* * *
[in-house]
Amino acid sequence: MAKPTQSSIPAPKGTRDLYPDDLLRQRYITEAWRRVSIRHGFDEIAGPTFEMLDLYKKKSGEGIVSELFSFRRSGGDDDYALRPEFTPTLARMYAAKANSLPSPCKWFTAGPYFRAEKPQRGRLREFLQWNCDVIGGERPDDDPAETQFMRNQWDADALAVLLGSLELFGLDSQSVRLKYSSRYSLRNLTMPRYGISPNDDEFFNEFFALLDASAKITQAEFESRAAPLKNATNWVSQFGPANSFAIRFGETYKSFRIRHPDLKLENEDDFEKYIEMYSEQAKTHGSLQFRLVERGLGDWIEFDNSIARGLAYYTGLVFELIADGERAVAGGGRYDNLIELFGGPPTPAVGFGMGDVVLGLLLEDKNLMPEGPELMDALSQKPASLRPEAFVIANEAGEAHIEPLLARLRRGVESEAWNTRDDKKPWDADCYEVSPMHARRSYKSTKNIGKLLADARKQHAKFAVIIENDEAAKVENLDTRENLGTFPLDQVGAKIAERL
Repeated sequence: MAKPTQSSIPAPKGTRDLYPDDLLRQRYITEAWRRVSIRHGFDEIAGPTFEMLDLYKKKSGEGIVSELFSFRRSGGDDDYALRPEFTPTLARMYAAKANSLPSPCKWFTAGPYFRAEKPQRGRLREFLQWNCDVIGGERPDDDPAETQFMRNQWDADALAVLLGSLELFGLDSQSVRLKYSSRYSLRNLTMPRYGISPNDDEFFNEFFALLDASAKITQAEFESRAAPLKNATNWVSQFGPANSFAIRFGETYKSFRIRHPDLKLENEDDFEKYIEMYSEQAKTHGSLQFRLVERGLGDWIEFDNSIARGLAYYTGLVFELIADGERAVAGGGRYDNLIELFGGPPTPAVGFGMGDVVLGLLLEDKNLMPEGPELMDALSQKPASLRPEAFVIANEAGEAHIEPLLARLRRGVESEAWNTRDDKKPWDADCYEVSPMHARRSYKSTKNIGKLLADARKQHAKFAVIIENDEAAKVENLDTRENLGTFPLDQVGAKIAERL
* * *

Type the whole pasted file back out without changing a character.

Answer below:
[in-house]
Amino acid sequence: MAKPTQSSIPAPKGTRDLYPDDLLRQRYITEAWRRVSIRHGFDEIAGPTFEMLDLYKKKSGEGIVSELFSFRRSGGDDDYALRPEFTPTLARMYAAKANSLPSPCKWFTAGPYFRAEKPQRGRLREFLQWNCDVIGGERPDDDPAETQFMRNQWDADALAVLLGSLELFGLDSQSVRLKYSSRYSLRNLTMPRYGISPNDDEFFNEFFALLDASAKITQAEFESRAAPLKNATNWVSQFGPANSFAIRFGETYKSFRIRHPDLKLENEDDFEKYIEMYSEQAKTHGSLQFRLVERGLGDWIEFDNSIARGLAYYTGLVFELIADGERAVAGGGRYDNLIELFGGPPTPAVGFGMGDVVLGLLLEDKNLMPEGPELMDALSQKPASLRPEAFVIANEAGEAHIEPLLARLRRGVESEAWNTRDDKKPWDADCYEVSPMHARRSYKSTKNIGKLLADARKQHAKFAVIIENDEAAKVENLDTRENLGTFPLDQVGAKIAERL
Repeated sequence: MAKPTQSSIPAPKGTRDLYPDDLLRQRYITEAWRRVSIRHGFDEIAGPTFEMLDLYKKKSGEGIVSELFSFRRSGGDDDYALRPEFTPTLARMYAAKANSLPSPCKWFTAGPYFRAEKPQRGRLREFLQWNCDVIGGERPDDDPAETQFMRNQWDADALAVLLGSLELFGLDSQSVRLKYSSRYSLRNLTMPRYGISPNDDEFFNEFFALLDASAKITQAEFESRAAPLKNATNWVSQFGPANSFAIRFGETYKSFRIRHPDLKLENEDDFEKYIEMYSEQAKTHGSLQFRLVERGLGDWIEFDNSIARGLAYYTGLVFELIADGERAVAGGGRYDNLIELFGGPPTPAVGFGMGDVVLGLLLEDKNLMPEGPELMDALSQKPASLRPEAFVIANEAGEAHIEPLLARLRRGVESEAWNTRDDKKPWDADCYEVSPMHARRSYKSTKNIGKLLADARKQHAKFAVIIENDEAAKVENLDTRENLGTFPLDQVGAKIAERL